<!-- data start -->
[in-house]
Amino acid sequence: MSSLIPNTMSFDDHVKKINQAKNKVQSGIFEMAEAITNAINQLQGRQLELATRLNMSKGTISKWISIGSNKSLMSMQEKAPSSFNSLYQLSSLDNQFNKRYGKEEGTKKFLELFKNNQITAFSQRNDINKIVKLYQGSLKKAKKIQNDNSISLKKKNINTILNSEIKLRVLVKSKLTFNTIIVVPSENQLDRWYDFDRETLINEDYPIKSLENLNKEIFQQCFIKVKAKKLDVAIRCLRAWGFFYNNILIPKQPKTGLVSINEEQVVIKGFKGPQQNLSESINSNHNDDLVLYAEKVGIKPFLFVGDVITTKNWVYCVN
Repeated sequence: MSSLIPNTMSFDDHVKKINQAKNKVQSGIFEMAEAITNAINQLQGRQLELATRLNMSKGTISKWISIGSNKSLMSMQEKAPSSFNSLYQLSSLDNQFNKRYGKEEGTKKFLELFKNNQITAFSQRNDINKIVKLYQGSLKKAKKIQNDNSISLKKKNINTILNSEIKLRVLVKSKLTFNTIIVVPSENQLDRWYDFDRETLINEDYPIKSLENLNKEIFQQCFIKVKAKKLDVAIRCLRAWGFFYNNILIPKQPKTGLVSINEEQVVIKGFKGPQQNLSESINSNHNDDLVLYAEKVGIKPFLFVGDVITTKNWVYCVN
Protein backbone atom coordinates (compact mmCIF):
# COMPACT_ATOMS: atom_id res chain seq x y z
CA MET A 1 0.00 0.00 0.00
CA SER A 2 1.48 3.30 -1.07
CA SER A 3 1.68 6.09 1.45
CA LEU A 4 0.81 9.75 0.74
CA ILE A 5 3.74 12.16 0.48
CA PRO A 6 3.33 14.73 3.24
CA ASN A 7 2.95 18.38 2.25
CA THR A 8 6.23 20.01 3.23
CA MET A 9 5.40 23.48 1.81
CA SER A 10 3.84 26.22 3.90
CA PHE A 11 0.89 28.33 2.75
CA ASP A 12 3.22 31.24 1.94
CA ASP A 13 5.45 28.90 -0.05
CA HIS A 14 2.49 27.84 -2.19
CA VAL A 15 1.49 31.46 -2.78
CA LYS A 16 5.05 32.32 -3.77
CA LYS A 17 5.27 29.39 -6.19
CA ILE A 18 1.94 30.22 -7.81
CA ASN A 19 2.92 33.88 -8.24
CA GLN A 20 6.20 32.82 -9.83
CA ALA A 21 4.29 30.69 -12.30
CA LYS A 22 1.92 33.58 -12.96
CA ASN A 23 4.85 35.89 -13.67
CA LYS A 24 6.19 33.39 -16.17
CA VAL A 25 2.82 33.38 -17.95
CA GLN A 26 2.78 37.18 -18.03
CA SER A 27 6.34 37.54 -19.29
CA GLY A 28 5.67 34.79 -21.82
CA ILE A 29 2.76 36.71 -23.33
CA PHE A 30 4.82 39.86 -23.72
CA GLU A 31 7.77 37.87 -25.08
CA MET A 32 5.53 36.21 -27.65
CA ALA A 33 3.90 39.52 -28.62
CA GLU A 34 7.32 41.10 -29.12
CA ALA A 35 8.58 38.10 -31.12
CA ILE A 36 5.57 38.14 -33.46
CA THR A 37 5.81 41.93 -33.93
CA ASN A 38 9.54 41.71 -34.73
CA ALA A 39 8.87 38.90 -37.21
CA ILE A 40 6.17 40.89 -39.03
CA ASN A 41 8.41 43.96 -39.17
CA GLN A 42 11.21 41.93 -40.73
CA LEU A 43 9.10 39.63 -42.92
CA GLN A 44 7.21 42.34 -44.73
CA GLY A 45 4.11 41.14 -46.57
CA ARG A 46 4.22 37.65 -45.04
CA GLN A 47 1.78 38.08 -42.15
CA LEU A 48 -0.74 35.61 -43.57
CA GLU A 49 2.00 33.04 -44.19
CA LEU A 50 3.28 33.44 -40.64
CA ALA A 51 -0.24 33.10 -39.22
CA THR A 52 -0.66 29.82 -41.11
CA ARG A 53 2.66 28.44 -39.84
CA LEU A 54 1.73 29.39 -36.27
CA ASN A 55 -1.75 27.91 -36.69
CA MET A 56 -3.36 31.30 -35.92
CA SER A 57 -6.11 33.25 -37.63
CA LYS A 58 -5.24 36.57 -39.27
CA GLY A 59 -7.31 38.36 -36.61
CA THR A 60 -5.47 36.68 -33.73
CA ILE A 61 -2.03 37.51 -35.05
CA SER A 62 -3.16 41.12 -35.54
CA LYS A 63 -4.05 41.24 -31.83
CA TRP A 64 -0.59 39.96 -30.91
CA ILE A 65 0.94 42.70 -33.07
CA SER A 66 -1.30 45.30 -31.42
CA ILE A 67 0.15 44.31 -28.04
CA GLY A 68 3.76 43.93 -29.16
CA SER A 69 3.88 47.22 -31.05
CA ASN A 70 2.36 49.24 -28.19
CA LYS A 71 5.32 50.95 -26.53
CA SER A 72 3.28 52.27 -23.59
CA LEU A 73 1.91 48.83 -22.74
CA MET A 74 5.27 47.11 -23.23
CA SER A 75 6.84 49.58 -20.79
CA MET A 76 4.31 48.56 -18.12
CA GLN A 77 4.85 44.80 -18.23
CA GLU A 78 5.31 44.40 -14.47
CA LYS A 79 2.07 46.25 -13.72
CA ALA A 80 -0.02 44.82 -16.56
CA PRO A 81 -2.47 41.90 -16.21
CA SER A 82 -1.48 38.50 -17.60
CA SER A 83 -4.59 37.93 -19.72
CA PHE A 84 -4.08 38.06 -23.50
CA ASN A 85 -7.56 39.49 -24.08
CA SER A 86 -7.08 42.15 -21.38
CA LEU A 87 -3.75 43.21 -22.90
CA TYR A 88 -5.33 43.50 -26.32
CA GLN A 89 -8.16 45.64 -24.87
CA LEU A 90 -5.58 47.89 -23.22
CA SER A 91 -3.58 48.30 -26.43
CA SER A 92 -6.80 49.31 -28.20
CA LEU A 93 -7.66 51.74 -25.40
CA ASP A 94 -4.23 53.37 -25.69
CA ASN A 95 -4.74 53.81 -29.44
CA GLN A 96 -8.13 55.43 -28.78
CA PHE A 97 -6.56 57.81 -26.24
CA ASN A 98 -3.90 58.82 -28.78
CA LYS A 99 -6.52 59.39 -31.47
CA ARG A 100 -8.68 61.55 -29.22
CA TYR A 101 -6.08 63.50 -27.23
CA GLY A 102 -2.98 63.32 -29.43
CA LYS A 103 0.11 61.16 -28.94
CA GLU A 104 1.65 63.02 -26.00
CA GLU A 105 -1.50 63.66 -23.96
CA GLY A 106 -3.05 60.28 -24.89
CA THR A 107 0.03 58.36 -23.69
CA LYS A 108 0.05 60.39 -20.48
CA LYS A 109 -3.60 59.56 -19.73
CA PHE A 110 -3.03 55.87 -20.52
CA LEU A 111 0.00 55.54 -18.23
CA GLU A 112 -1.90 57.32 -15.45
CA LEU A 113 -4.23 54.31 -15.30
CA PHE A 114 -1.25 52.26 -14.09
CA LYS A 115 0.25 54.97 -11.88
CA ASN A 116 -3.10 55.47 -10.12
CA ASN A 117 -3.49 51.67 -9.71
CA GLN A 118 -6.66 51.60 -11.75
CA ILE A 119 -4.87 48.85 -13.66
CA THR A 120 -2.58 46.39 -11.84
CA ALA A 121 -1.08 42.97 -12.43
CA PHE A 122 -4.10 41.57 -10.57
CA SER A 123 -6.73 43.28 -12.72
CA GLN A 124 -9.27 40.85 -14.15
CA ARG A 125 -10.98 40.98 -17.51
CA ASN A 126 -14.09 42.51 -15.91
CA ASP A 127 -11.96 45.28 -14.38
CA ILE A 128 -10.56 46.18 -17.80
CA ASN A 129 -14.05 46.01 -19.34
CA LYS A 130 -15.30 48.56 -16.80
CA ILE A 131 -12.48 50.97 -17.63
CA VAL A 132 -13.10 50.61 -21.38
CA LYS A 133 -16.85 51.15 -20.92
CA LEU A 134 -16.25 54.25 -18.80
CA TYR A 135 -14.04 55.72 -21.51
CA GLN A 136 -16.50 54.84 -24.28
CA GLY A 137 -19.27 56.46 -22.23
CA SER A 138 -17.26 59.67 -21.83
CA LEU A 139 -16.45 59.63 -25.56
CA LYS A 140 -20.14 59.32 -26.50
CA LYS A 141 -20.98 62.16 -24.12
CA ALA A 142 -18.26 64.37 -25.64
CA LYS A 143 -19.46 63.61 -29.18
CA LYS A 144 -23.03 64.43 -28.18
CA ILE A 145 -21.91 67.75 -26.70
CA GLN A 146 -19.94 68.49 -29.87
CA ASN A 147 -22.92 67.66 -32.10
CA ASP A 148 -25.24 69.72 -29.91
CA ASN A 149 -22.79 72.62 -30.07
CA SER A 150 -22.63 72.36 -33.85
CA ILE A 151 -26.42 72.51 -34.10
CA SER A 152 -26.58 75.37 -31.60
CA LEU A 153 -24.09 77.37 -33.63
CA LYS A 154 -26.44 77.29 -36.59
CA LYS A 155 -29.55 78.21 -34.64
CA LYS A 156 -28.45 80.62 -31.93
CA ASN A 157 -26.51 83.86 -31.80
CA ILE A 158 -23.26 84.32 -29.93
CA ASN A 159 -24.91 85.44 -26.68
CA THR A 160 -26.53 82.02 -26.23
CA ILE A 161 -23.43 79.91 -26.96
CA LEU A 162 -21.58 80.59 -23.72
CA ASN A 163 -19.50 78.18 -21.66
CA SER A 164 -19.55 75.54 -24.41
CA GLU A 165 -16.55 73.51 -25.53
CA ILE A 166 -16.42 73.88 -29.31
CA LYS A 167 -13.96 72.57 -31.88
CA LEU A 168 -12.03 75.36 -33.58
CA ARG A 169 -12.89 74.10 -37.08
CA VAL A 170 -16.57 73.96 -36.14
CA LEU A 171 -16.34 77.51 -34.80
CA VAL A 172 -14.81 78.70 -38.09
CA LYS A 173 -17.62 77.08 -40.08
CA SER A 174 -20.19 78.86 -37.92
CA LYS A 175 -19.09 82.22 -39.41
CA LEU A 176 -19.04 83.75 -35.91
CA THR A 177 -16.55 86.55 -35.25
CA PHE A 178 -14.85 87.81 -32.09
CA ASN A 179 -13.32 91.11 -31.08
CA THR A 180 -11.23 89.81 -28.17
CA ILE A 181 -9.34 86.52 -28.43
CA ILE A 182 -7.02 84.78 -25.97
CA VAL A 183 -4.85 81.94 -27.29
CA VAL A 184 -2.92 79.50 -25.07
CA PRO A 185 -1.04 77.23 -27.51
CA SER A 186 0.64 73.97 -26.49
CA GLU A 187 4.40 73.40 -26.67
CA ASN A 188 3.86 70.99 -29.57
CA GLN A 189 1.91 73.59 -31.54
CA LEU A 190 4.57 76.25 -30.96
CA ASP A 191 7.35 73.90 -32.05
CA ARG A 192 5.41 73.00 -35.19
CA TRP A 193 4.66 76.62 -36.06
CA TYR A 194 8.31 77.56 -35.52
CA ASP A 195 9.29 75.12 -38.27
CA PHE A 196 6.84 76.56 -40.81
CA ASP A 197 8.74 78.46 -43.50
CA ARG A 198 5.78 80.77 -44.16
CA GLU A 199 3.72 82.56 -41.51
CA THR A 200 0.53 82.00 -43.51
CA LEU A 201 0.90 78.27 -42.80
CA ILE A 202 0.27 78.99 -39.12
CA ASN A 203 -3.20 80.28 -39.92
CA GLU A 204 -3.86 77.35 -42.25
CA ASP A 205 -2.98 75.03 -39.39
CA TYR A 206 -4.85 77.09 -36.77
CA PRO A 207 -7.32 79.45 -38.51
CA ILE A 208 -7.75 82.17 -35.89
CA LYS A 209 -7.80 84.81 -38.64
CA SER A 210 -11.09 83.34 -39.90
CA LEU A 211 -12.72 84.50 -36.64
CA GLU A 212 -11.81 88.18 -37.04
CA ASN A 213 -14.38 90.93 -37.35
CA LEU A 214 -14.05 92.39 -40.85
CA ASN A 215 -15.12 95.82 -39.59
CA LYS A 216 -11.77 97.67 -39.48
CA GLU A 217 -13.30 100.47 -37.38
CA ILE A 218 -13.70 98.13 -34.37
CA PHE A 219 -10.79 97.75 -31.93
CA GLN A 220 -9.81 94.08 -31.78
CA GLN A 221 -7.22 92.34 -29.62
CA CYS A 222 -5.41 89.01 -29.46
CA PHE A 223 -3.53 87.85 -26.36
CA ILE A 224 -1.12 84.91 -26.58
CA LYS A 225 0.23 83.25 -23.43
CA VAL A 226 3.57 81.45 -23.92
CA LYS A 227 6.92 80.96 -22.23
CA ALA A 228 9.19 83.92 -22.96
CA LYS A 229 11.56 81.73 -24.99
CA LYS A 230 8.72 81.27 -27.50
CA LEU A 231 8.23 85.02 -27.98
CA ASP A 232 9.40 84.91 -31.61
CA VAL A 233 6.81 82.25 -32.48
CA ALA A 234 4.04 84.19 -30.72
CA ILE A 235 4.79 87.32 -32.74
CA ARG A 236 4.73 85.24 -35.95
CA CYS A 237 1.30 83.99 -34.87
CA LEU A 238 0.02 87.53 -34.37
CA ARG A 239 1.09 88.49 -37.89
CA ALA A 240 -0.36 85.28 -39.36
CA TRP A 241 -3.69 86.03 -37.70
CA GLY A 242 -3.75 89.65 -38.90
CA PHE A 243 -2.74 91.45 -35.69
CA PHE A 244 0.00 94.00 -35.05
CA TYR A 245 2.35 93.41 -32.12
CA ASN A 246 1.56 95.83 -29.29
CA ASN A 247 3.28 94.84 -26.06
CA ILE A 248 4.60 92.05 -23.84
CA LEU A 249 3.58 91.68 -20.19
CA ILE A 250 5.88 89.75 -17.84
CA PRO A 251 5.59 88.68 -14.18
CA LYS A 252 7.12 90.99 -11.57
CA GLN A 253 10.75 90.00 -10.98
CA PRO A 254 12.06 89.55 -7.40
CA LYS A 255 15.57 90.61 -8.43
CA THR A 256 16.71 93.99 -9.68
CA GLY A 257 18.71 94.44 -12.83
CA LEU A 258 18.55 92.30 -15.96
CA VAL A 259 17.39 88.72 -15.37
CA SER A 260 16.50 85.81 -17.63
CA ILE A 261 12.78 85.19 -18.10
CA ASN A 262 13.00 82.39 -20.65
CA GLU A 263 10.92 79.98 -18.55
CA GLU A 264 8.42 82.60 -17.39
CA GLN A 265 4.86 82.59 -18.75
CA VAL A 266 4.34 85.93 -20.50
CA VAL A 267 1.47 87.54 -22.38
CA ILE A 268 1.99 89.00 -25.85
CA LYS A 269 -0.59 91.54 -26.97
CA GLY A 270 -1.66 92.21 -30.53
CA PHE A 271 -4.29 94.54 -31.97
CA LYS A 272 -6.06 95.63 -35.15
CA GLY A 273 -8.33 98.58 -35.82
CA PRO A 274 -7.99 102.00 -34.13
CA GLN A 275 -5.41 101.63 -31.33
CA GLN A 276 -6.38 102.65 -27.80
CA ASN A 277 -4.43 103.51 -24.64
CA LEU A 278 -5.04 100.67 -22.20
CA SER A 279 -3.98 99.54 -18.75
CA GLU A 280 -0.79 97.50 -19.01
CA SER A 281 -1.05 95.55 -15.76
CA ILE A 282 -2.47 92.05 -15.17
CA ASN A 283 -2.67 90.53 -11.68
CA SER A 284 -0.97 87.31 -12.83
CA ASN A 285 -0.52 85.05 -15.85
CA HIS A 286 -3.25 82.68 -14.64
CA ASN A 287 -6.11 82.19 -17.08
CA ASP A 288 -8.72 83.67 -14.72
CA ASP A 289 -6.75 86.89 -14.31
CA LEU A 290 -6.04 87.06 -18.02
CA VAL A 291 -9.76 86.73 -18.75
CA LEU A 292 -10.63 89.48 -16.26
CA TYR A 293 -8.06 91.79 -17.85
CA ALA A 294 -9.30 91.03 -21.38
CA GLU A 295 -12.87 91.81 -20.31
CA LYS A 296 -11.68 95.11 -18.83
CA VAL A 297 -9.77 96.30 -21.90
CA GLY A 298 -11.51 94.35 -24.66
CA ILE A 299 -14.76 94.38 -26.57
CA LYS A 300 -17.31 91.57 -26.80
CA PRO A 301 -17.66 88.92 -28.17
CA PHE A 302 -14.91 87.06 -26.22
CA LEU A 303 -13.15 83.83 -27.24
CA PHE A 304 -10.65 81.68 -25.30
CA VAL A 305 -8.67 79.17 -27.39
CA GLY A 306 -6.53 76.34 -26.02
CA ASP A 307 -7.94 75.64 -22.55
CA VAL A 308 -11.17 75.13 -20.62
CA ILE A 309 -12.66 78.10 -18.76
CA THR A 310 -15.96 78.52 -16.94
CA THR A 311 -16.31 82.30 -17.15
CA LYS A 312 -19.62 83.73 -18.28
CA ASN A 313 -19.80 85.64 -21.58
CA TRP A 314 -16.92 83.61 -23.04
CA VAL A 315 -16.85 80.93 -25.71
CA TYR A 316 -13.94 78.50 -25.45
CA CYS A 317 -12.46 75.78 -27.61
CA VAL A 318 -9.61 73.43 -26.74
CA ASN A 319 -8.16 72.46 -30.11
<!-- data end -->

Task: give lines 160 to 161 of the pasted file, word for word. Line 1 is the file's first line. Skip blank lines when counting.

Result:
CA LYS A 155 -29.55 78.21 -34.64
CA LYS A 156 -28.45 80.62 -31.93